The fascist planes are especially dreaded, and when they approach, all hope is lost. The efforts of the partizans seem to vanish, their commitment and their abilities become meaningless. "They move like mechanized doom"(For Whom (5.), p. 93), and the aircraft's bombs wreak havoc with El Sordo and his band — the ideological slogans Joaquín employs "as though they were talismans"(For Whom (5.), p. 328) has no effect; he resorts to praying, but not even that can save him. Every time the planes appear they seem indicate a certain and pointless death. The same holds true for the automatic weapons ("Never in my life have I seen such a thing, with the troops running from the train and the máquina speaking into them and the men falling"(For Whom (5.), p. 31)) and the artillery, especially the trench mortars that already wounded Lt. Henry ("he knew that they would die as soon as a mortar came up"(For Whom (5.), p. 330)). No longer would the best soldier win, but the one with the biggest gun. The soldiers using those weapons are simple brutes, they lack "all conception of dignity"(For Whom (5.), p. 349) as Fernando remarked. Anselmo insisted, "We must teach them. We must take away their planes, their automatic weapons, their tanks, their artillery and teach them dignity"(For Whom (5.), p. 349).

Apart from these physical threats, much of the violence is executed on a metaphysical level. The arguments between Robert and Pablo, especially the one where Robert tried to provoke Pablo far enough to have a reason to shoot him, is a great metaphysical battle that reminds one of Edward Albee's Who's Afraid of Virginia Woolf?, where the two main characters cause each other to crack up just by provoking. Pilar also is a very good example for metaphysical violence. She is one of the most brutal characters in the whole novel, and hurts almost everybody, but never actually uses physical force.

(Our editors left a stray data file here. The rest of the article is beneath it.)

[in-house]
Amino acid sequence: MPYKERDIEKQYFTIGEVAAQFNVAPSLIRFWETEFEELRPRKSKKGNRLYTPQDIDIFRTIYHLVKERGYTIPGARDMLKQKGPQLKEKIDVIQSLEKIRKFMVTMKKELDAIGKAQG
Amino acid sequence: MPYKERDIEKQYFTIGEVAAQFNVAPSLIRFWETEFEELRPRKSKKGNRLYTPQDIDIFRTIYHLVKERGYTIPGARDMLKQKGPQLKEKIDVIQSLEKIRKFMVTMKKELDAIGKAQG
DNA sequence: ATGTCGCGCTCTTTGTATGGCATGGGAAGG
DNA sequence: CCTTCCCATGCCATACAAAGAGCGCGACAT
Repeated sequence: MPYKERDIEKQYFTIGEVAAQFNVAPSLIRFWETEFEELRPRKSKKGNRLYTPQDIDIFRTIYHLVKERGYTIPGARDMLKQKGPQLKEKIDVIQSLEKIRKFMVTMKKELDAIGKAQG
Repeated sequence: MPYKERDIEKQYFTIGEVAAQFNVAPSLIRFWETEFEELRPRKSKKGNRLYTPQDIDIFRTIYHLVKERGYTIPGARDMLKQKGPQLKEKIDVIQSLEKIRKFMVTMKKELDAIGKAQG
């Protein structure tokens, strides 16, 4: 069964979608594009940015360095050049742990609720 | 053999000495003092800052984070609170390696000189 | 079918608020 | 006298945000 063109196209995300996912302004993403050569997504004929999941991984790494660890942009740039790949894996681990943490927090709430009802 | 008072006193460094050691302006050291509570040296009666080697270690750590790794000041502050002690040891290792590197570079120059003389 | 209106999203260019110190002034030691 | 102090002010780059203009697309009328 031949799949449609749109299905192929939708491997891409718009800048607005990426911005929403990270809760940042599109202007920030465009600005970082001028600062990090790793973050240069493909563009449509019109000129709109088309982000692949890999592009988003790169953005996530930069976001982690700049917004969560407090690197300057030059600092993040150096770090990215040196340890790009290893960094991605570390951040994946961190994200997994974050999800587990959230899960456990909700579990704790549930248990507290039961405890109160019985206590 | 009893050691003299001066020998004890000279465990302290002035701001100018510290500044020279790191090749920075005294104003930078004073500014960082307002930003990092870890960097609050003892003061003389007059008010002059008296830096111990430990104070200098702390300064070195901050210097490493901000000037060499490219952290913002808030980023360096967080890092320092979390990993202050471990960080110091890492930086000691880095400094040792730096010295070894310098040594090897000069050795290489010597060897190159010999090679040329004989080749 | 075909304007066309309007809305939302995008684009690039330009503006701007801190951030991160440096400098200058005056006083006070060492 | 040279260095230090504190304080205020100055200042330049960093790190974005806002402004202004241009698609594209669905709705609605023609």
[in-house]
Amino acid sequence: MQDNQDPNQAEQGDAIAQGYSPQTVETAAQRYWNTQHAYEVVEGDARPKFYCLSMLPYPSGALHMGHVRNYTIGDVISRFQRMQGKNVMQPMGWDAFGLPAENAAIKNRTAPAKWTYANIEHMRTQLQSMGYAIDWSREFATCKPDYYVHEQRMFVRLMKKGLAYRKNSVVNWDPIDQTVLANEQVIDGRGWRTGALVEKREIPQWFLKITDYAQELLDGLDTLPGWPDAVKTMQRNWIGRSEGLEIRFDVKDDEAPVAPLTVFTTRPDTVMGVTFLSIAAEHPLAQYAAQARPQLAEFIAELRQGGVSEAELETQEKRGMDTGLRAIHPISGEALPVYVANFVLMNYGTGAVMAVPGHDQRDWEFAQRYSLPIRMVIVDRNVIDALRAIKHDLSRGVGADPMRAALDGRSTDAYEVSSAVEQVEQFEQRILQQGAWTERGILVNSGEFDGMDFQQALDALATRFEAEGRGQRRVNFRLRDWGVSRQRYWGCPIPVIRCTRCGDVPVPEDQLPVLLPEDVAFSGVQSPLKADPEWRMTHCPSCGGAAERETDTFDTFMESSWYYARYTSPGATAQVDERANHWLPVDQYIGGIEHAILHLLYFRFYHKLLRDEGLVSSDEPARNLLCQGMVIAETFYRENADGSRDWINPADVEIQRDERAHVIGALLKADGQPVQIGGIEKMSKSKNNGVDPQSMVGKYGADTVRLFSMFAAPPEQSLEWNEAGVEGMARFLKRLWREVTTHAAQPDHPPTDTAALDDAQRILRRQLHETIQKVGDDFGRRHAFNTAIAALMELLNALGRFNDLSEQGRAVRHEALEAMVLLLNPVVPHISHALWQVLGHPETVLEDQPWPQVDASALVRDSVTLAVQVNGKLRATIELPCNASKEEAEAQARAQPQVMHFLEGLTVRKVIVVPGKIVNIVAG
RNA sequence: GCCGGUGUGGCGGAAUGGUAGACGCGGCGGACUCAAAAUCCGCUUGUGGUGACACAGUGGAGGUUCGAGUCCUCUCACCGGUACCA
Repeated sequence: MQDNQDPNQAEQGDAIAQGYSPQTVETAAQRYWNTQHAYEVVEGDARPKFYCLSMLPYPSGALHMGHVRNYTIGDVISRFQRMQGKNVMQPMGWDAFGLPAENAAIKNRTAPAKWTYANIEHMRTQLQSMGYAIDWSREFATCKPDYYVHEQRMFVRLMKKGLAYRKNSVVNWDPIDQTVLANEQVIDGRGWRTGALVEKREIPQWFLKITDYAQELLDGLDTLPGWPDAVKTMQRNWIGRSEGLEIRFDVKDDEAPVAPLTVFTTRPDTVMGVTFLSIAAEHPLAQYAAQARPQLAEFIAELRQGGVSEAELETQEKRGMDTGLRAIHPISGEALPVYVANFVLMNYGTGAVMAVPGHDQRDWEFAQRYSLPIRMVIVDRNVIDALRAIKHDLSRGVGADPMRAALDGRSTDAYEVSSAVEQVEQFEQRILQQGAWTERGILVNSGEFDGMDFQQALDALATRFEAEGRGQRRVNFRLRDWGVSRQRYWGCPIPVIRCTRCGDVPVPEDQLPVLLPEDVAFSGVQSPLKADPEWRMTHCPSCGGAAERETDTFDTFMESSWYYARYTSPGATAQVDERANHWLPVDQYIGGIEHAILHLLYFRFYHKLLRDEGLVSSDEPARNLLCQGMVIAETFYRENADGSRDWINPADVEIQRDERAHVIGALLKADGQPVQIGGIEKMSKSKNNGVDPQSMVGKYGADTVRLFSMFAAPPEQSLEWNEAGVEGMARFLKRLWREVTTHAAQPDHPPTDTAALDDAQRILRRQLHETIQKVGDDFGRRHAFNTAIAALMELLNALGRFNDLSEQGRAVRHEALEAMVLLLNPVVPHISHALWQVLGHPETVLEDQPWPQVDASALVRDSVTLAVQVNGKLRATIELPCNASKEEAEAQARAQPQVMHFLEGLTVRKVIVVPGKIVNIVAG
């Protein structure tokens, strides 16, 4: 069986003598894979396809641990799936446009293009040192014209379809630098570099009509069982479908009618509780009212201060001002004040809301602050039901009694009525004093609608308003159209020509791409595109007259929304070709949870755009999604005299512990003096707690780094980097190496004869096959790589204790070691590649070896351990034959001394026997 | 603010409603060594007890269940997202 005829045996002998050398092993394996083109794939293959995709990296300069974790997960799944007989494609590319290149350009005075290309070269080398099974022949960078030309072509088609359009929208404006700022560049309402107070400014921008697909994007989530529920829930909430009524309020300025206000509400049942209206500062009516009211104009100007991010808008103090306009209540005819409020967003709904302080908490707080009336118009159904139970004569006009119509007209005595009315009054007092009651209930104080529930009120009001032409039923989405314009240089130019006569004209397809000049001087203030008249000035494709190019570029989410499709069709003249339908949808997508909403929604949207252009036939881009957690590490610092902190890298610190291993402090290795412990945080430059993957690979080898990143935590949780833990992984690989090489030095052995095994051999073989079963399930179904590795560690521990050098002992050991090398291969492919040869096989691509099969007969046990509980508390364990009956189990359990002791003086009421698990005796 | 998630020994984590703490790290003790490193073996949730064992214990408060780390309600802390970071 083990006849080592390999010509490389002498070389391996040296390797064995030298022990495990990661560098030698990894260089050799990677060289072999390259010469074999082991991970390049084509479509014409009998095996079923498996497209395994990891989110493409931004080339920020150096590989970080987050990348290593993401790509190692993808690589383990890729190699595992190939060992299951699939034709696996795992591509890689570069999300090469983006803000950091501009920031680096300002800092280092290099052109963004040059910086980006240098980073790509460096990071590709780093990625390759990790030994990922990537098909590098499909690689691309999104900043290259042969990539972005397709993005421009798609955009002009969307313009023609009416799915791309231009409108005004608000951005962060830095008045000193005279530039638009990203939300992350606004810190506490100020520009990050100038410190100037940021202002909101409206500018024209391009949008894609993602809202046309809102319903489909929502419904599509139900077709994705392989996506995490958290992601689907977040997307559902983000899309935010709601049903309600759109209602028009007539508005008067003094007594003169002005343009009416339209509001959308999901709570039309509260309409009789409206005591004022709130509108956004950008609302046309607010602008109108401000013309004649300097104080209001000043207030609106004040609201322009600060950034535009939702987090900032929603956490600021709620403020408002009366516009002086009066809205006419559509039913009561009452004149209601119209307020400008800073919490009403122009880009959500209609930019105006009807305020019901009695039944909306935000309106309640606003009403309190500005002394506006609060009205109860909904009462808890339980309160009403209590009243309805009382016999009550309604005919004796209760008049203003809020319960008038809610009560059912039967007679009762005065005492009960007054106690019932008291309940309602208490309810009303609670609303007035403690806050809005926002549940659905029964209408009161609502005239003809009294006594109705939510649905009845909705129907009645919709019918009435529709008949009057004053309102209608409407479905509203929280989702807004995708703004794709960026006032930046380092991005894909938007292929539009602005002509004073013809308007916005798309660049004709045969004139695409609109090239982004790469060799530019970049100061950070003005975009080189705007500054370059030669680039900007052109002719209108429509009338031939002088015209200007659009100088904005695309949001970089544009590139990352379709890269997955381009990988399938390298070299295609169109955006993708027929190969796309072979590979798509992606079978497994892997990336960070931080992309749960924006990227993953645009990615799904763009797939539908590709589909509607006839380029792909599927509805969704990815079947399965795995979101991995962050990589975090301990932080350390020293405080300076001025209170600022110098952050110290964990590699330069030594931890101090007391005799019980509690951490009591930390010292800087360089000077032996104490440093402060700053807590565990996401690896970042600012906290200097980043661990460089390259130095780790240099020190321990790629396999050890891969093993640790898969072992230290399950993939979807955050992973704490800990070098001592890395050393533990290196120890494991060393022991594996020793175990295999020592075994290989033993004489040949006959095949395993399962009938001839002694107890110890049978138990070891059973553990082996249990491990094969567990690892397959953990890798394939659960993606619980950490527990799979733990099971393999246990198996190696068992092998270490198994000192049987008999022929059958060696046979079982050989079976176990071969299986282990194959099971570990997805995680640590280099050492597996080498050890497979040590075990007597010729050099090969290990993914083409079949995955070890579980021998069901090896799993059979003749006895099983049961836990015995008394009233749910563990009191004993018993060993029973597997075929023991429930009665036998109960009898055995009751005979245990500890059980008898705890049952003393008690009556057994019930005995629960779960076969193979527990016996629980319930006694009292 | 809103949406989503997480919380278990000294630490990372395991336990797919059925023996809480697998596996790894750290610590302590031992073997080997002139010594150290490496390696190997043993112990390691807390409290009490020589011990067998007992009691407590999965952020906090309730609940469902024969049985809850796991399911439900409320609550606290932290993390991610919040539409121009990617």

Dramatisations and influences

The novel was made into a movie in 1943. It stars Gary Cooper, Ingrid Bergman, Akim Tamiroff and Katina Paxinou. The movie was adapted by Dudley Nichols, and directed by Sam Wood. The movie won the Academy Award for Best Supporting Actress (Katina Paxinou) and was nominated for Best Actor in a Leading Role (Gary Cooper), Best Actor in a Supporting Role (Akim Tamiroff), Best Actress in a Leading Role (Ingrid Bergman), Best Art Direction-Interior Decoration, Color, Best Cinematography, Color, Best Film Editing, Best Music, Scoring of a Dramatic or Comedy Picture and Best Picture.

"For Whom the Bell Tolls" is a song by Metallica on their 1984 album Ride the Lightning. It is about war and the human spirit, and is a reference to a chapter where El Sordo, another guerilla leader takes a position on a hill, surrounded on all sides and he and his five comrades are killed by an die Stunde schlägt